You have more to say than you realize

Show me what you've got to say - I bet it's really good!

Show me what you've got to say - I bet it's really good!

There's a common piece of advice given by big name marketers that says you should only write when you have something to say. It's meant to be applied everywhere - your blog, your newsletter, and social networks. In theory, it makes sense: Don't overload/bore/waste your audience's time with content that you share just to have content to share.

For a small business, with a small audience, that's trying to build up engagement, this is not good advice. Here's why:

1) It requires a critical mass of engaged followers/subscribers.

The marketers who say this have all done their time, building up a good sized audience that trusts their expertise. They have loyal followings that look for their content and interact with it when it comes. As a small business owner, it takes time to build that kind of relationship with your audience. To remain successful with a "write when you have something to say" strategy, you need a critical mass following you. Can your business grow if 50% of your followers convert to paying customers? Depending on the size of your audience and what you do, many can say yes to that. The reality is that most businesses won't convert nearly that many people. So, how many people would it take to build your business to the level you want to reach? Now, you'll likely have to grow an audience that is at least 20 times that size (or more!). That's why it's important that you know that when content isn't delivered regularly, your audience will not grow consistently or as fast.

2) Credibility starts with visibility.

The point of posting content regularly is to keep your business and expert content top of mind with your audience. If they don't see or hear from you on a regular basis, they can't learn to trust what you have to say. Whether you're sending a newsletter, writing a blog post, or posting to social media, each of those touch points is an opportunity to provide value that builds your credibility as an expert in your field. As your audience sees the information you share, they will respond in various ways: by filtering it out or ignoring it, reading it, taking some kind of action - like, comment, share, tweet, or apply it to their work. Each of these responses is important - some can be measured and give valuable insight to you for future content. Stay visible with your content by delivering consistent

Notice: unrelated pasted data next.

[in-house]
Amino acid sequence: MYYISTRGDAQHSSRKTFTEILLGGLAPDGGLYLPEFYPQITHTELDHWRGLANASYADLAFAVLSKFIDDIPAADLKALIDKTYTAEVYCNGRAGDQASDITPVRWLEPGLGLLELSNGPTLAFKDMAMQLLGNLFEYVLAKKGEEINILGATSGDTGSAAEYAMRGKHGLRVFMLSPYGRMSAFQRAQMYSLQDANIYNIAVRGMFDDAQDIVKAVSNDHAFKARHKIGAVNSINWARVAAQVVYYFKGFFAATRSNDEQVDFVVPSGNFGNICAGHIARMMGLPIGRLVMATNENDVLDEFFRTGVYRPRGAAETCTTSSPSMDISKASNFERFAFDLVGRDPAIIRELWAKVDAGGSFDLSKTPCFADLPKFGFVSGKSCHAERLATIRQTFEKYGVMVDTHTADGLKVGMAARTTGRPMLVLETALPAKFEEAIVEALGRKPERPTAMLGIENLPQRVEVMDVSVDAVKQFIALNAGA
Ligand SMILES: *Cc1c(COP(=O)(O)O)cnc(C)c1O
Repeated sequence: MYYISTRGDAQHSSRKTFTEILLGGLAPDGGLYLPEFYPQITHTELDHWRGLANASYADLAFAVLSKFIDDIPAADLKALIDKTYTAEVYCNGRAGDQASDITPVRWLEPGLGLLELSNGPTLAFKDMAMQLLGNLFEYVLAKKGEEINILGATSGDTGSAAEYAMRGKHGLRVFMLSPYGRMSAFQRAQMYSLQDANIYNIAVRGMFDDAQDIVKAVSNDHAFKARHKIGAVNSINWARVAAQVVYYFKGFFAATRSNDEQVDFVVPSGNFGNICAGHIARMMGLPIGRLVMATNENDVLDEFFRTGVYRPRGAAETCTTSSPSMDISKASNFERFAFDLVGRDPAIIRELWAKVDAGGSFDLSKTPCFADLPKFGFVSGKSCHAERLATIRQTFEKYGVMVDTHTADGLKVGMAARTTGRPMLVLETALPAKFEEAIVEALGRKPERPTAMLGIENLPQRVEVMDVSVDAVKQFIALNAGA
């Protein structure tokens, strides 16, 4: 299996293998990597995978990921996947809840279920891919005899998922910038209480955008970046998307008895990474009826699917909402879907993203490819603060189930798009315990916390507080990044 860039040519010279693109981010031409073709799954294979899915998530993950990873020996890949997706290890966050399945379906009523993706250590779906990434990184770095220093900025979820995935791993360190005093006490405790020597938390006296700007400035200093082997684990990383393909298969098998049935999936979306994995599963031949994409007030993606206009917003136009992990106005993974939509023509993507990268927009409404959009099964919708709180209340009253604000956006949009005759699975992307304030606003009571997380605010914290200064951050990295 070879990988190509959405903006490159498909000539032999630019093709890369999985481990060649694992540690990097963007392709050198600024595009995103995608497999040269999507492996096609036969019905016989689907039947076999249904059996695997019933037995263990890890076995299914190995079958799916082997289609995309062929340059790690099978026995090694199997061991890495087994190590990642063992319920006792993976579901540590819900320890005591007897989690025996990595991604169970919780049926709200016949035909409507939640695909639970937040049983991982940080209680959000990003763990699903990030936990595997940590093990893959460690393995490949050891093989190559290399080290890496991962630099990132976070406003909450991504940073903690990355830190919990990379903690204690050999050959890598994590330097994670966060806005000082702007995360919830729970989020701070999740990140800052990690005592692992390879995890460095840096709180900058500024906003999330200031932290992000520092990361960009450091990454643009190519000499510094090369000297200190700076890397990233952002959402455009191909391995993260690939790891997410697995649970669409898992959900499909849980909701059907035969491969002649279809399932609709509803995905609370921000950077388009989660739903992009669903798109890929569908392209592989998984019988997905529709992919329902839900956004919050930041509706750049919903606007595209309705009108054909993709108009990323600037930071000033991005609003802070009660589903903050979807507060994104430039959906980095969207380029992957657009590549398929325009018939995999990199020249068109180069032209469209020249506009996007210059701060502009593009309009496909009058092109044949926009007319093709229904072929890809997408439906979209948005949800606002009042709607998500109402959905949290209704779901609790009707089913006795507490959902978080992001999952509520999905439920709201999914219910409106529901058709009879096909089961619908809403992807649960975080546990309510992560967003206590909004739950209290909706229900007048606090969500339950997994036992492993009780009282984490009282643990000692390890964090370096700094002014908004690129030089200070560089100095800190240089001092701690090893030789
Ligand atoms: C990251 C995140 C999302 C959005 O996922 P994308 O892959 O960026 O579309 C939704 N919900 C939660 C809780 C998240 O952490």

3) You have more to say than you realize.

Has anyone ever said, "There's a reason we have two ears and one mouth," to you? Human nature is that we like to talk and some people need a gentle reminder that listening is important too. It's a rare person who truly doesn't like or want to talk. Posting content without thought or for the sake of putting something out there isn't valuable to you or anyone else. But if you think about the interactions you have with your customers and clients each day, how many times did you find you had nothing to say to them? What about associates? 

On January 13, 2015, Lara and I are leading a Content Mindset Workshop that will help you see how much content you truly have. Whether you've been creating content for many years or you're just starting out, we have some exciting plans for this day that will help you look at the creation of content from a different angle. We're going to spend time teaching about various types of content, and tools and tactics that can help you create more effective content. You'll walk away at the end of day with content to use for your business. We strongly believe that you have more to say and this workshop is designed to draw those things out of you - for the benefit of your audience and your business.

Join us - I promise you won't regret it!

Blogging: a story is worth repeating

Lately, everything I write feels stale (sort of like the writer’s block I had in the Fall).  I’ve written so many blog posts on so many topics that I keep having deja vu every time I start writing.  So today I am going to write a post reminding myself of all the things that I tell my clients about why you can write about the same topic repeatedly without it being a problem.

a story is worth repeating (2).png

1) Not everyone has seen every blog post you’ve written

Your audience changes, and it grows. On top of all the new readers you probably didn’t have last time you wrote about a subject, not everyone actually sees and reads everything you write, and not everyone remembers everything they’ve read.  In the end, how many people will actually think “she’s written this before!” and even more importantly, mind? The answer is, not many.

2) Things change